Police Shooting Incidents: The NYPD’s New Math
January 8, 2007
The NYPD must be desperate in attempting to portray itself as the soul of restraint, following the 50-bullet fatal police shooting of Sean Bell.
It is now applying a kind of new math, one not taught in any school.
Last Thursday, the day Police Commissioner Ray Kelly announced the Rand Corporation would review the department’s weapons training and procedures, Deputy Commissioner for Public Information Paul Browne handed out to reporters at One Police Plaza a 10-point paper entitled, “Police Shooting Incidents.”
Here are the ten points.
l. “There were 13 fatal police shootings
in 2006, compared to 9 in 2005.”
2. “The 9 fatal shootings in 2005
was the lowest number since 1973, when there were 54 [a decrease
of 83 per cent.]”
3. “During the 1990’s, there
was an average of 25 fatal police shootings per year. Since 2002,
it has averaged 12 per year.”
4. “In 2005, the rate of fatal police
shootings per 1,000 was .25, the lowest rate since 1973 when it was
1.82 [a decrease of 86 per cent].”
5. “Compared to 1994, when there
were 30 fatal police shootings at a rate of .99 per thousand officers,
the 13 fatalities in 2006 at a rate a .36 per thousand officers represents
a decrease of 57 per cent in the number and 64 per cent in the rate.”
6. “Based on a survey of 9 large
American cities, New York has had the lowest rate of fatal police
shootings per thousand offices each year from 2002-2005.”
7. “As of December 31, 2006, the
number of officers involved in shooting incidents  was down
7 per cent from 2005  and down 54 per cent from 1997 ”
8. “The number of rounds fired in 2006  was down 12 per cent from 2005  and down 48 per cent from 1997 .”
Again, what is the significance of these figures? Again, why was the year 1997 chosen for comparison?
9. “The average number of rounds fired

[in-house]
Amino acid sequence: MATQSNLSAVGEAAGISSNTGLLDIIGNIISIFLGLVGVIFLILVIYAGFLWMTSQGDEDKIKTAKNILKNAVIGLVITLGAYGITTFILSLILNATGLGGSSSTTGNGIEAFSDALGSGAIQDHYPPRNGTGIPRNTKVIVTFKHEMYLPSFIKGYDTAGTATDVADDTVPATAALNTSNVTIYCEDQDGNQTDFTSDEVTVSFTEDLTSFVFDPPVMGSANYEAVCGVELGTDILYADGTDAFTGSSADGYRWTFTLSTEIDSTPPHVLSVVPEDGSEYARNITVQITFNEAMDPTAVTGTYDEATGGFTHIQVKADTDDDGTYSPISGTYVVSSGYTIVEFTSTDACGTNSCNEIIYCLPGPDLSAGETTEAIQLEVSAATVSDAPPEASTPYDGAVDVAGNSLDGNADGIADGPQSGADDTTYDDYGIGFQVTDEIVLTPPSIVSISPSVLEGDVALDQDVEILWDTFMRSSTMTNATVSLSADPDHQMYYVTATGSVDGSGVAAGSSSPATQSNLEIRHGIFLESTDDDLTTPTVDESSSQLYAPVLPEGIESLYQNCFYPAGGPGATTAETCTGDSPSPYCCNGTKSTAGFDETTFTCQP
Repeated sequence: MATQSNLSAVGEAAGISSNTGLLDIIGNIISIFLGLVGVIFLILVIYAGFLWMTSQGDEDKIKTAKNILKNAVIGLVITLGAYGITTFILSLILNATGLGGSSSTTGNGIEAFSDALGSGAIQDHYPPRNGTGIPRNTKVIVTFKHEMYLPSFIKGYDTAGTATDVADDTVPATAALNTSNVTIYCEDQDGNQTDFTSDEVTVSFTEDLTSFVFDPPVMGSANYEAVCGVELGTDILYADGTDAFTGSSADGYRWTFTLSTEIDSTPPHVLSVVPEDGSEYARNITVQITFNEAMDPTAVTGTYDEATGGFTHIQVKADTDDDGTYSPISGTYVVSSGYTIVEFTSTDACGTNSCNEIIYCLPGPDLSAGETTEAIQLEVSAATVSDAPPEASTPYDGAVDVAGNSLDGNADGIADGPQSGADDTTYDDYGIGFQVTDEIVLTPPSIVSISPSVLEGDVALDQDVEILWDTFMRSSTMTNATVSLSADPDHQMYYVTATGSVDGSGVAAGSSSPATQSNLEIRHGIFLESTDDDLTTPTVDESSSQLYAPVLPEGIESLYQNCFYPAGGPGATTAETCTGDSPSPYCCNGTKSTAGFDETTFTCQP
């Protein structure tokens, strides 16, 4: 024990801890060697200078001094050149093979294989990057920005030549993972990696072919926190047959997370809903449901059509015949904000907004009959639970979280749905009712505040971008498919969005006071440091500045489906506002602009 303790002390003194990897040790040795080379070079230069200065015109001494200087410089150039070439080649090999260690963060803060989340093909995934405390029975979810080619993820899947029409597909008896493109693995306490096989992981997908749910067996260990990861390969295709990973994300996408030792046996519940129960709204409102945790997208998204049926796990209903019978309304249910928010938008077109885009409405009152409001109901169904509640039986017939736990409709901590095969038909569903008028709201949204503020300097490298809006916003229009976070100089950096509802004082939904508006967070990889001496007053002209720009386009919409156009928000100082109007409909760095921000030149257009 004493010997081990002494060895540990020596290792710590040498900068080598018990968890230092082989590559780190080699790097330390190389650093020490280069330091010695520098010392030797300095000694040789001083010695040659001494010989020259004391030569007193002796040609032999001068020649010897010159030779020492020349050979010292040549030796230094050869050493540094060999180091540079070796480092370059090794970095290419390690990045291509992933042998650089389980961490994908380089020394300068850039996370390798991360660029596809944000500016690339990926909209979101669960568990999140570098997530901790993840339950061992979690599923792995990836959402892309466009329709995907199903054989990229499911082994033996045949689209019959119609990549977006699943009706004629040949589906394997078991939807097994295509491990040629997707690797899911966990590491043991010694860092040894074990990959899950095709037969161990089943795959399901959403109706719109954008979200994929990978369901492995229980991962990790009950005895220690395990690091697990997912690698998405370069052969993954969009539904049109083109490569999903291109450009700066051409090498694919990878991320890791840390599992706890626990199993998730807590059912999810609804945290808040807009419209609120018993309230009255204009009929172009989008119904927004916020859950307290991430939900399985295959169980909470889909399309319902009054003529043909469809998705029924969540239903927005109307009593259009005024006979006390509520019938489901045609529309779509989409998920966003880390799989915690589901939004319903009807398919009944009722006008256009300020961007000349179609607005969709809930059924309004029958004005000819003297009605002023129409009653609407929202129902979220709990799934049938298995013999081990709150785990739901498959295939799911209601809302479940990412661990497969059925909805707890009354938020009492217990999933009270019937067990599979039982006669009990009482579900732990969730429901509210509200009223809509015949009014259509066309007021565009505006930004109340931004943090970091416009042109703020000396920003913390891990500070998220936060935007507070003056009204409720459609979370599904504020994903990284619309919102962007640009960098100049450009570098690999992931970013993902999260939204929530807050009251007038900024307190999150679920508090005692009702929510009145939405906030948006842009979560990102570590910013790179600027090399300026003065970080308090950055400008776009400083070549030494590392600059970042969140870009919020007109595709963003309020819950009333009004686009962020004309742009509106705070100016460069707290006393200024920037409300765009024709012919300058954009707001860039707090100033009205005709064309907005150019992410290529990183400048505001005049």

per officer in 2006 [3.5] was down 5 per cent from 2005 [3.7] but up from
10. As of December 31, 2006, the number of suspects
wounded in police shooting incidents in 2006  was down 21 per cent
from 2005  and is down 41 per cent from 1997.”
In the 1990s, when Kelly became police commissioner under David Dinkins amidst a burgeoning corruption scandal, Kelly hired an outside company to study the department’s Internal Affairs Division, notes a former top NYPD official. The study recommended the elimination of IAD’s field units into a centralized bureau. Hence, its current status as the Internal Affairs Bureau.
Taking office again in 2002, Kelly hired McKinsey and Company to examine the roles of Mayor Rudy Giuliani and the department’s top brass during 9/11 – specifically their rushing to the World Trade Center immediately after the attack. The report criticized their actions.
Mayor Michael Bloomberg, however, deep-sixed the report after Giuliani complained to him about it. When’s the last time you heard Kelly mention it?
What about the issue he refuses to address, much less acknowledge – the revelation in Wayne Barrett’s book “Rudy “An Investigative Biography of Rudolph Giuliani” that Rudy’s father Harold, did jail time for armed robbery. [See pages 115-117 of Barrett’s book.]
The issue is not – nor should it be – whether Rudy is responsible for the sins of his pops. Of course, he is not. Rather, it is Giuliani’s refusal to address or even publicly acknowledge his father’s crimes.
Maybe, it’s that no one on his staff has the courage to ask him.
Copyright © 2007 Leonard Levitt